Author: Jack Andraka

Science shouldn’t be a luxury ; Knowledge shouldn’t be a commodity

 

Five years ago, I competed in my very first science fair. At the time, I was a tiny 6th grader, who was still trying to learn the difference between independent and dependent variables but I was absolutely fascinated by the scientific method. It provided a way for me to explore my mysterious surroundings and answer so many of my questions. And my partners-in-crime, Google and Wikipedia, seemed to instill in me all the worldly knowledge I would ever need.back up remaining pix 9 2013 209

 

Since that year I’ve learned a lot about science fairs and my projects kept becoming more and more sophisticated. They ranged from using bioluminescent bacteria to detect water contaminants to investigating the impacts of nanomaterials on environmental species to my latest project on detecting pancreatic cancer in its earliest stages. As my journey continued, I met many new friends from different regions of the world at different science fairs. However all of my friends, regardless of where they were from, seemed to have a similar problem that I also was experiencing.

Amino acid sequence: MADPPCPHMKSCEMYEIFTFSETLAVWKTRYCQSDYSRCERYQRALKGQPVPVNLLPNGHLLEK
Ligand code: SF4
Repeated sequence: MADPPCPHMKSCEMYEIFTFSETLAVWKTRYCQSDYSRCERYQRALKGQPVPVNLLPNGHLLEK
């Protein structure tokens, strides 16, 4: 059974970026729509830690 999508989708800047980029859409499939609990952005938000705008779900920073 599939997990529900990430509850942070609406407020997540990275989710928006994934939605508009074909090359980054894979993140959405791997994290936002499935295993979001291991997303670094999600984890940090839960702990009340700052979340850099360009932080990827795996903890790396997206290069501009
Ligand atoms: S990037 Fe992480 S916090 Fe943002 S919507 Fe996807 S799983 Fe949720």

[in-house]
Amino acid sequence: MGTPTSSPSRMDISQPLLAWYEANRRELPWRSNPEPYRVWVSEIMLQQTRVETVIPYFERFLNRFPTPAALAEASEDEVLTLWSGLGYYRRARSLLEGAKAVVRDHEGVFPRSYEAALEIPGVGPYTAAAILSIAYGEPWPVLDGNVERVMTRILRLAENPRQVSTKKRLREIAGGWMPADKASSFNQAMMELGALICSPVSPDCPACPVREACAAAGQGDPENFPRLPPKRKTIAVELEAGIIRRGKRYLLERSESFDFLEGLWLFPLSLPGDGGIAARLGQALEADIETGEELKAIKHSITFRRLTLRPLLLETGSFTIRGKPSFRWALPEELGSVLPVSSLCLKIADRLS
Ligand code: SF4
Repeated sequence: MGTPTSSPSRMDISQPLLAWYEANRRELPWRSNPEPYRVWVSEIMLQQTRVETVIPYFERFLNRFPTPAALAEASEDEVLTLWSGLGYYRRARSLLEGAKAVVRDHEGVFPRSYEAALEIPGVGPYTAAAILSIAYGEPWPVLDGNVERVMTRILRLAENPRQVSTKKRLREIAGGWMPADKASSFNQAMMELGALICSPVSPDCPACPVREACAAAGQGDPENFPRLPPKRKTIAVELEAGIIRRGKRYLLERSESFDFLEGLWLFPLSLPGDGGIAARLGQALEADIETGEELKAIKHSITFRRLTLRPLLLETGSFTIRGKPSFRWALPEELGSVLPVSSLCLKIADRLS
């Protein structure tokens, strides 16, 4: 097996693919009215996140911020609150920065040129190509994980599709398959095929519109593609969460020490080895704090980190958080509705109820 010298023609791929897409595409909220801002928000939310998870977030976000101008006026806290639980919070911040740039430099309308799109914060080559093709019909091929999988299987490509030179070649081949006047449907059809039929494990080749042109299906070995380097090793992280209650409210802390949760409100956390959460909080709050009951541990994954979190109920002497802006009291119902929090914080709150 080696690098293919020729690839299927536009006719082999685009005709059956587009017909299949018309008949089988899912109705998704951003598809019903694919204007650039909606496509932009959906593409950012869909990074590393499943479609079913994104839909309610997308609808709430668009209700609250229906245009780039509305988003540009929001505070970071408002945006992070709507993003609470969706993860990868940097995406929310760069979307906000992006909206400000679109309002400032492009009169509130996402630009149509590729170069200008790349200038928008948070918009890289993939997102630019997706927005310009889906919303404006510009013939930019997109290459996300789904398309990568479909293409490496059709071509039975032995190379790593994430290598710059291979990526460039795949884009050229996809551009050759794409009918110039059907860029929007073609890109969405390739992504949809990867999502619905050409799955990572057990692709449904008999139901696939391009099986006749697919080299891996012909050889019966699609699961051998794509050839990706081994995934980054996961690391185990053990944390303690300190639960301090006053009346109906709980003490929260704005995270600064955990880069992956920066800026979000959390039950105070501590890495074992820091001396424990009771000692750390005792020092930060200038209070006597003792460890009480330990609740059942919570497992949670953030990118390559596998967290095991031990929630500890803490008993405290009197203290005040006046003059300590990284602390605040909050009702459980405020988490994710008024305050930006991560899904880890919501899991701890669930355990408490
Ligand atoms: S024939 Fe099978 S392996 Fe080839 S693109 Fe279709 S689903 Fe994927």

You see— we’re all high school or middle school students. Young aspiring scientists like us don’t have a lot of background in the fields that we’re studying. Unfortunately we don’t have our bachelor’s degree or doctorate, so we still have much to learn. But we just don’t have the funds to get access to a lot of the latest and best scientific research out there. At $35 per article or $40,000 per subscription bundle, those precious articles are completely out of our reach.